The core principle of ASU 2014-09 is that an entity should recognize revenue when it transfers promised goods or services to customers in an amount that reflects the consideration to which the entity expects to be entitled in exchange for those goods or services. ASU 2014-09 defines a five-step process to achieve this core principle and, in doing so, it is possible more judgment and estimates may be required within the revenue recognition process than required under existing U.S. generally accepted accounting pronouncements. The Company is still in the process of evaluating the effect that this guidance will have on revenue recognition for our option and license agreement with Taiho Pharmaceutical Co., Ltd. (Taiho), specifically as it pertains to the non-refundable, non-creditable cash payments to the Company totaling $35.0 million and the future contingent payments the Company may become entitled to. The Company expects its evaluation to be completed during 2018.

In February 2016, the FASB issued ASU No. 2016-02 (Topic 842), Leases (ASU 2016-02). ASU 2016-02 requires an entity to recognize assets and liabilities arising from a lease for both financing and operating leases. The ASU will also require new qualitative and quantitative disclosures to help investors and other financial statement users better understand the amount, timing, and uncertainty of cash flows arising from leases. For public entities, ASU 2016-02 is effective for fiscal years beginning after December 15, 2018. As a result of the Company having elected the extended transition period for complying with new or revised accounting standards pursuant to Section 107(b) of the JOBS Act, ASU 2016-02 is effective for the Company for the year ended December 31, 2020, and all interim periods thereafter. Early adoption is permitted. The Company has not yet determined the potential effects of this ASU on its condensed consolidated financial statements.

In June 2018, the FASB issued ASU No. 2018-07 (Topic 718), Compensation – Stock Compensation (ASU 2018-07). ASU 2018-07 requires an entity to expand the scope of Topic 718 to include share-based payment transactions for acquiring goods and services from nonemployees. For public entities, ASU 2018-07 is effective for fiscal years beginning after December 15, 2018. As a result of the Company having elected the extended transition period for complying with new or revised accounting standards pursuant to Section 107(b) of the JOBS Act, ASU 2018-07 is effective for the Company for the year ended December 31, 2020, and all interim periods thereafter. Early adoption is permitted. The Company has not yet determined the potential effects of this ASU on its condensed consolidated financial statements.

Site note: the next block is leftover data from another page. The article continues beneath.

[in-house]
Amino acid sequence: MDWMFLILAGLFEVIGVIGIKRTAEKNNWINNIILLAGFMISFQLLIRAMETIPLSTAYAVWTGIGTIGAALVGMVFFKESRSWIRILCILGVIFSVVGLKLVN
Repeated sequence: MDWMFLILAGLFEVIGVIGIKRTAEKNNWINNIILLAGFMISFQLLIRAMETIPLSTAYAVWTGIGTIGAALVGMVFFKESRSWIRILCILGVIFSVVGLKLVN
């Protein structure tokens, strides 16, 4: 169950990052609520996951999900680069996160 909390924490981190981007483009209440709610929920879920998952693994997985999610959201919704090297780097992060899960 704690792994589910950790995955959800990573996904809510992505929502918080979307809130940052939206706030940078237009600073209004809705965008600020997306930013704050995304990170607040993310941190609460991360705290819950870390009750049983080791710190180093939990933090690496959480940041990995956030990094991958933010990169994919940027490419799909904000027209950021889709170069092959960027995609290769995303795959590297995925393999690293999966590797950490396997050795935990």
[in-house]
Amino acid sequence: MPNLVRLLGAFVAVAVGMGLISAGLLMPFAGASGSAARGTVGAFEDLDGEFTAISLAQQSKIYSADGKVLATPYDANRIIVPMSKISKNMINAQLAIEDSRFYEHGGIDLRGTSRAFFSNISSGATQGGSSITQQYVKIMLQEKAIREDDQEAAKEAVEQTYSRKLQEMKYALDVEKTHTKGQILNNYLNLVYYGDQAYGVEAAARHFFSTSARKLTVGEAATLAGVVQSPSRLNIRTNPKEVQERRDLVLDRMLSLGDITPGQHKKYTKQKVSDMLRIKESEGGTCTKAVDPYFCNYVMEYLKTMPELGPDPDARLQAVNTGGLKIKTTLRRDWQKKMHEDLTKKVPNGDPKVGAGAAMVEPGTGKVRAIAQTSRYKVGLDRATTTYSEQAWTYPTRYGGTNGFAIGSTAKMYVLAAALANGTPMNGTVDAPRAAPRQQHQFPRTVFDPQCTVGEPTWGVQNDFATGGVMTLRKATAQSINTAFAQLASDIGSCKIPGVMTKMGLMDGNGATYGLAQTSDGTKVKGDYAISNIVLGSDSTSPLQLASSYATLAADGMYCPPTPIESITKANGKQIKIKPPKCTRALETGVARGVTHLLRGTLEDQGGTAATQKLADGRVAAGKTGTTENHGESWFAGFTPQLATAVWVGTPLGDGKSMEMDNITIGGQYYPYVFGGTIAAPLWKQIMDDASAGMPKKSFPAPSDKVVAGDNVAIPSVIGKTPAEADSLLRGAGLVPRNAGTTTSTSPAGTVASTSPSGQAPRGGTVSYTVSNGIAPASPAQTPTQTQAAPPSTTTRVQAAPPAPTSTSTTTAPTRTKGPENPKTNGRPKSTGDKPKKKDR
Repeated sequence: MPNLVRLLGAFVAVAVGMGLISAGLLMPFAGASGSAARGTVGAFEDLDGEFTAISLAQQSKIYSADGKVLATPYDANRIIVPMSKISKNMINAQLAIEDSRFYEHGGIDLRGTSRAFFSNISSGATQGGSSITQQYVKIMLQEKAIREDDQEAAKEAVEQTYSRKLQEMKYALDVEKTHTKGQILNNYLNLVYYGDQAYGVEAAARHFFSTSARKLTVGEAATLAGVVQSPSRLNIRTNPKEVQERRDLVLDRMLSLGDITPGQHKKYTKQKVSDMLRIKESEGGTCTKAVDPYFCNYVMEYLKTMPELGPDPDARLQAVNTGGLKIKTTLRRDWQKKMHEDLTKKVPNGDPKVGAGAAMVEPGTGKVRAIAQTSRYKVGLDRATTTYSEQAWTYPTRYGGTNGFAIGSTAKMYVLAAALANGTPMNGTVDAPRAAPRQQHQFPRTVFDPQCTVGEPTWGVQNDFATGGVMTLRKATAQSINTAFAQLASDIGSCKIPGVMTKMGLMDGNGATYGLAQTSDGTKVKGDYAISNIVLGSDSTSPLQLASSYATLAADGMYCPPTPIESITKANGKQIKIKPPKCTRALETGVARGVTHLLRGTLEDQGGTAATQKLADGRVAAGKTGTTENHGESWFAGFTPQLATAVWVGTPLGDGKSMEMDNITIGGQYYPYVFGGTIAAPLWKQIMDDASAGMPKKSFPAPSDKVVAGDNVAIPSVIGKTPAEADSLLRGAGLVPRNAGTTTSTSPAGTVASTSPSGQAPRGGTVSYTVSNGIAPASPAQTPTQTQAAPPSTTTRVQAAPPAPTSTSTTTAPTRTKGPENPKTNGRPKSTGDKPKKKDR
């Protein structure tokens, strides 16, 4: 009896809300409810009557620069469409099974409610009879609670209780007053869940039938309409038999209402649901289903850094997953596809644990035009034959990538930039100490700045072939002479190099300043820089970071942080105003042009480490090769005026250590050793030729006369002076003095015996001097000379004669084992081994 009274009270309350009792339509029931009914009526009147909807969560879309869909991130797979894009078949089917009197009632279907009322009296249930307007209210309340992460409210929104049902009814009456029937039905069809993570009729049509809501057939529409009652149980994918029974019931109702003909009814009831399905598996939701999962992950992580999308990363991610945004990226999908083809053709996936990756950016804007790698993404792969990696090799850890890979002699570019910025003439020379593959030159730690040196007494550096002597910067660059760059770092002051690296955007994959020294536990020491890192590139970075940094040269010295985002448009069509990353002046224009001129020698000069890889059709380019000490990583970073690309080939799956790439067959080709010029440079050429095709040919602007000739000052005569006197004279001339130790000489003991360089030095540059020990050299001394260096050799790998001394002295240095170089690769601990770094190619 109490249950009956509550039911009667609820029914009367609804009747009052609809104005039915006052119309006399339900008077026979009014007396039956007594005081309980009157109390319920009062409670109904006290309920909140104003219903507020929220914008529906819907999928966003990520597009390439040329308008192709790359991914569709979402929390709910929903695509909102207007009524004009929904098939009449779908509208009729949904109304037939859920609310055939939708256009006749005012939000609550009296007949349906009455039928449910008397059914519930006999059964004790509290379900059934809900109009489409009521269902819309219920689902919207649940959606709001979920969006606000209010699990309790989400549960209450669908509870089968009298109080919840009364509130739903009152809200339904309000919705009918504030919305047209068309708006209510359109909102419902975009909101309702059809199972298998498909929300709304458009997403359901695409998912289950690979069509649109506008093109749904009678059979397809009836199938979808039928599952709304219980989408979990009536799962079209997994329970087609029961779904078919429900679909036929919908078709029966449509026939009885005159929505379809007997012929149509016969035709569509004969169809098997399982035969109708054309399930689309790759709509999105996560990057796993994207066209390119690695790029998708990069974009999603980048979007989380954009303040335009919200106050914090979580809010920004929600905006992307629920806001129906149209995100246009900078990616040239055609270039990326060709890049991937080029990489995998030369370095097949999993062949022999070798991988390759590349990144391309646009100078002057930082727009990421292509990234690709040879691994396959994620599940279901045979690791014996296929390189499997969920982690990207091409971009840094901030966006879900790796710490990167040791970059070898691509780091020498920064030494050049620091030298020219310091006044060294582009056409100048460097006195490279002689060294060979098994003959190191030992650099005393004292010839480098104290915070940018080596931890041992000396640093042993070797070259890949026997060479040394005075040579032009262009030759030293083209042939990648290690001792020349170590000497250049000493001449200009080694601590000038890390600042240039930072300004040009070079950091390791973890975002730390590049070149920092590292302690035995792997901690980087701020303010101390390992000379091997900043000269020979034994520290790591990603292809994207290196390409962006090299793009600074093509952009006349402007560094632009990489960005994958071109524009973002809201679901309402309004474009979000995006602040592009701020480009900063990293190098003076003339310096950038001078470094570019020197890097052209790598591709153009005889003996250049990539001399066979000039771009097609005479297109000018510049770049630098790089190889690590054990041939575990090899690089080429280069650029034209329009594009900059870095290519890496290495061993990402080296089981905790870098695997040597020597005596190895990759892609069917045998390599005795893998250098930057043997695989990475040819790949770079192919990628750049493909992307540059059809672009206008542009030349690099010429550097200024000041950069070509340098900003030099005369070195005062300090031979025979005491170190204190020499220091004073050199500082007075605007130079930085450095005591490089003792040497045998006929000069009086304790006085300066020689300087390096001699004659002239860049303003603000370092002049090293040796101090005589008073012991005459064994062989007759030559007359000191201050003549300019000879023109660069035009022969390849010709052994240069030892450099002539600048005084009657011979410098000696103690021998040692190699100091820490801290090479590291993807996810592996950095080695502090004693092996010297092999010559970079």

v3.10.0.1
Fair Value Measurements (Tables)
6 Months Ended
Jun. 30, 2018
Fair Value Disclosures [Abstract]  
Schedule of Fair Value, Assets Measured on Recurring Basis

The following tables set forth the Company’s financial instruments that were measured at fair value on a recurring basis by level within the fair value hierarchy (in thousands):

 

 

 

Fair Value Measurements at June 30, 2018

 

 

 

Total

 

 

Level 1

 

 

Level 2

 

 

Level 3

 

Assets

 

 

 

 

 

 

 

 

 

 

 

 

 

 

 

 

Money market funds

 

$

104,286

 

 

$

104,286

 

 

$

 

 

$

 

Overnight repurchase agreements

 

 

40,000

 

 

 

 

 

 

40,000

 

 

 

 

U.S. government agency obligations

 

 

46,755

 

 

 

 

 

 

46,755

 

 

 

 

Corporate securities and commercial paper

 

 

86,449

 

 

 

 

 

 

86,449

 

 

 

 

 

 

$

277,490

 

 

$

104,286

 

 

$

173,204

 

 

$

 

 

 

 

Fair Value Measurements at December 31, 2017

 

 

 

Total

 

 

Level 1